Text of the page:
In these austere days we are used to seeing big ‘For Sale’ signs on half the shops in the town and after a while you stop noticing them.
What a shock then to discover last week that the good old York Café had closed its doors. This Falkirk institution, a long time favourite stop for a cone or a chip tea, was a reminder of the glory days when the Italian community served the bairns of Falkirk from cafes all over the district.
Many came from Italy in the late 19th century to escape poverty and found a ready welcome as purveyors of ice cream and fish and chips to the hungry workers of towns like Falkirk.
Tuscany, and the Barga region in particular, was the point of origin of many who brought with them all the cheery optimism of their native land. Moscardini, Notarangelo, Serafini, Janetta, Meleragni, Lemetti and Casci to name a few gave the best part of a century to the trade and are as much a part of our history as Aitken’s Brewery or Barr’s lemonade works.
Who could forget the two Moscardini brothers, Primo on the counter and Joe cooking the famous fish suppers in that fabulous café in Manor Street with its individual stylish booths. Brother Peter had his own place, the West End Café which was more of a coffee, cake and ice cream parlour. An unforgettable Sunday treat was a ‘slider’ from Peter’s.
Then there was the Broadway at the east end of the High Street presided over by Mando and Landa Notarangelo. The family also owned the Manor Café which has been through quite a few changes of name and style and was rebuilt earlier this year.
Many a time my pals and I popped in to the Broadway for a pie supper after a pint or five, before heading for a couple of turns on the waltzer at the fairground in Bell’s Meadow. Magic! Big Adam Notarangelo used to drive the ice cream van and I remember Mr Melaragni from the Kit Kat Café in Camelon (at least I think it was him) who was not exactly slim, puffing and peddling his tricycle with the big square freezer on the front.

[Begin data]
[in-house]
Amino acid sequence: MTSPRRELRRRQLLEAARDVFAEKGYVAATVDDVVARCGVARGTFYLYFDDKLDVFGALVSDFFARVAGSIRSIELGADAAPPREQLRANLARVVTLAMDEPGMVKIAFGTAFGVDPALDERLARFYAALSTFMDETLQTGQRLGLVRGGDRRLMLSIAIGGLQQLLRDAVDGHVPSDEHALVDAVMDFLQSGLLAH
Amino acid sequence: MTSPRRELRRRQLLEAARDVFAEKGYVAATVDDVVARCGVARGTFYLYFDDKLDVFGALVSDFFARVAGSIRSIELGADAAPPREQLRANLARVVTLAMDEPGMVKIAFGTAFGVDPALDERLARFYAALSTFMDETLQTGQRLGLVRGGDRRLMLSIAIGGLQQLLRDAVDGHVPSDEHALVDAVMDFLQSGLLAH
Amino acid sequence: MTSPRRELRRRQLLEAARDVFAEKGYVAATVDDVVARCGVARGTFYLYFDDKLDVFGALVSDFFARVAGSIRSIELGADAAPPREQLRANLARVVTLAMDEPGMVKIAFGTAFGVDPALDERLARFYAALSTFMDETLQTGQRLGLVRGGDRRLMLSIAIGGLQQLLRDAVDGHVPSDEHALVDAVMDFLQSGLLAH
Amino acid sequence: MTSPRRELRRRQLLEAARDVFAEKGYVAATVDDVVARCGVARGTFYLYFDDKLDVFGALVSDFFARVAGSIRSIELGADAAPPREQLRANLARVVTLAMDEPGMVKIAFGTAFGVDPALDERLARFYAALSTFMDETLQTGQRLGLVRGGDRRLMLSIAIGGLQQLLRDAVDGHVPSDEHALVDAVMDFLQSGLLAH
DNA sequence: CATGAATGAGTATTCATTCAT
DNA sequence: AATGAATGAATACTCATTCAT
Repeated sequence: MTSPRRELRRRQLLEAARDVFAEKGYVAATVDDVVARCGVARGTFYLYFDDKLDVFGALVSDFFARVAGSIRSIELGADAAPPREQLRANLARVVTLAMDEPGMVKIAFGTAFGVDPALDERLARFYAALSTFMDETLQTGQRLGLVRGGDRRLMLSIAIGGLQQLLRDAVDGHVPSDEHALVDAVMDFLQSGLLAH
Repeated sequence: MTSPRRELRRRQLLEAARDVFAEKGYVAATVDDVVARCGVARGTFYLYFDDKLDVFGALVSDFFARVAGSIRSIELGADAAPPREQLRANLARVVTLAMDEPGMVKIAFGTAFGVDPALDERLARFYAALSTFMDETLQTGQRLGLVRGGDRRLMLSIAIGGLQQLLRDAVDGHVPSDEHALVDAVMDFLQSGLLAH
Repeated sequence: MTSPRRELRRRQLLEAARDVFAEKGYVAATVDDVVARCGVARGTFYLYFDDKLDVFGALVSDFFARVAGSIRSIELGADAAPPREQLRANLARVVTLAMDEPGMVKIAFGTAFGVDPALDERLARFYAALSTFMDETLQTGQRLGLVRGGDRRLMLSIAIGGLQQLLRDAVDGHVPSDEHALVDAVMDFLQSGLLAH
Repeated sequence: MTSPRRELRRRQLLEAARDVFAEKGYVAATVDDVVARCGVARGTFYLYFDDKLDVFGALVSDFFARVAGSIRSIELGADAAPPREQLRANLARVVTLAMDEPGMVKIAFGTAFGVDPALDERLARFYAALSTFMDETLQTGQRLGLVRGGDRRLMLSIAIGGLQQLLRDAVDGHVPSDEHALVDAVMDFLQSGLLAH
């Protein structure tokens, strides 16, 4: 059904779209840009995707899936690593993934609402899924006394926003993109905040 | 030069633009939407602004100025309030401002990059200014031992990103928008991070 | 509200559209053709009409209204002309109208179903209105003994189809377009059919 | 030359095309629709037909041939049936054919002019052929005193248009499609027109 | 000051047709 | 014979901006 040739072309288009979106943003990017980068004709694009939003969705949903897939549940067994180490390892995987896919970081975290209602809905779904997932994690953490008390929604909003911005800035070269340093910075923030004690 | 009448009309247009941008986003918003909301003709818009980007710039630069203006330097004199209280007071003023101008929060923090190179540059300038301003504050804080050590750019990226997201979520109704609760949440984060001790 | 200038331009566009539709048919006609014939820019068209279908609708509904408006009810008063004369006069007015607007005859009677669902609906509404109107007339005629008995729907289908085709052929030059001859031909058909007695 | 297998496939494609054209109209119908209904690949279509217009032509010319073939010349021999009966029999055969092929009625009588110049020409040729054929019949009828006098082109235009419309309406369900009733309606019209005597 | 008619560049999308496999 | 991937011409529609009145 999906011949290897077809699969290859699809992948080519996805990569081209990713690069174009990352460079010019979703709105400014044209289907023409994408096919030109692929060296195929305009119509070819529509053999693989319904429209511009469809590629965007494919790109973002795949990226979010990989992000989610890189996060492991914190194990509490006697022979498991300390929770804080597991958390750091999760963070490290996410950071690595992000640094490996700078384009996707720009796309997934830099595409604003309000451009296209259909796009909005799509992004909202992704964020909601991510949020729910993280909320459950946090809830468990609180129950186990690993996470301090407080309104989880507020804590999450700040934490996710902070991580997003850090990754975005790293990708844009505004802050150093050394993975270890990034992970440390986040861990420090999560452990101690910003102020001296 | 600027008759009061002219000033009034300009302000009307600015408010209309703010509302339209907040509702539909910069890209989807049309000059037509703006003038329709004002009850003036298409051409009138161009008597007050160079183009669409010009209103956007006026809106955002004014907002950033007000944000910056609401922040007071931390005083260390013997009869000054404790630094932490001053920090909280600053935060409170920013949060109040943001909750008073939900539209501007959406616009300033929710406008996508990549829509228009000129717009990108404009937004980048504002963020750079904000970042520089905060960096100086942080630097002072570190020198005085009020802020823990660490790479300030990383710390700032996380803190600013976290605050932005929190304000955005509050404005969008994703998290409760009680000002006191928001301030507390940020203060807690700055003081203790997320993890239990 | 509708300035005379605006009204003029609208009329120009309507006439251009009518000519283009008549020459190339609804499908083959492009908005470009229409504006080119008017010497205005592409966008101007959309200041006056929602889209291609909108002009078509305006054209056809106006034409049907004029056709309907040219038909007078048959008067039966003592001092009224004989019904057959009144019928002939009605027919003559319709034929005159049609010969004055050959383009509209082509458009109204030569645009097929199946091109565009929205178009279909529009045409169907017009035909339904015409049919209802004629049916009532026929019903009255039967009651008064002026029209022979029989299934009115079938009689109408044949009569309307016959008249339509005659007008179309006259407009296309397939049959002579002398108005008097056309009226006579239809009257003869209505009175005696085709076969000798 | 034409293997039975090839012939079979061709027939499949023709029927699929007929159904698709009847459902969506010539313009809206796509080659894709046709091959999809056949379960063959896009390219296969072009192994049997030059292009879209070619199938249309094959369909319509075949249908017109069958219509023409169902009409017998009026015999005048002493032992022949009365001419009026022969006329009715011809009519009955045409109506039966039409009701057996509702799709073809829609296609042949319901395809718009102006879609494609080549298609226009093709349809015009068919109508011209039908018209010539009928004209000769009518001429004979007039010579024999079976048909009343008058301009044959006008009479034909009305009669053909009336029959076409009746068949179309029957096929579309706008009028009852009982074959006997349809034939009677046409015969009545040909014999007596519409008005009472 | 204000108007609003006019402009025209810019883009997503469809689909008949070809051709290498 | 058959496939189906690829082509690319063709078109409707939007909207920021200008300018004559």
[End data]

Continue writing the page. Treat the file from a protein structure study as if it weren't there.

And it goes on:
The Serafini family who made the York Café such a popular spot with locals and visitors also owned the Ideal Café in Melville Street and another favourite was Janetta’s in the Cow Wynd.
In Newmarket Street, the Nu-Boulevard owned and managed by the Casci brothers was an attempt to move up from a humble café to a fancy restaurant. Their ice cream was terrific but odd little things stick in the memory like the way they sliced their square sausage horizontally so that it was as thin as bacon!
But these cafes were more than eating houses.
They were places of entertainment and ten minutes in the queue at the Broadway on a Saturday night taught you all you needed to know about social life in Falkirk.
Today people would pay good money to hear the non-stop patter of Joe Lemetti (senior) as he made the pies squeal while stabbing them to death, ‘battered’ the fish and had the sausages jump all over the counter.
Thankfully Lemettis are
still active in Camelon and,
of course, the Casci family is once again active in the town centre.
Today all of these famous Italian families are true ‘bairns’ of Falkirk and for most of them the café days are long gone.
More’s the pity, for with their departure our community lost something that can never be replaced.
Whatever happened to the famous blue cast iron gate which once stood outside Grahamston Foundry?
The gate was beautifully repaired and restored in 2002 by Carron Phoenix and now stands outside the entrance to their works on the banks of the Carron. It was built in 1886 for an International Exhibition in Edinburgh and at 20 tonnes was said to be the biggest of its kind in the world. Well worth a visit.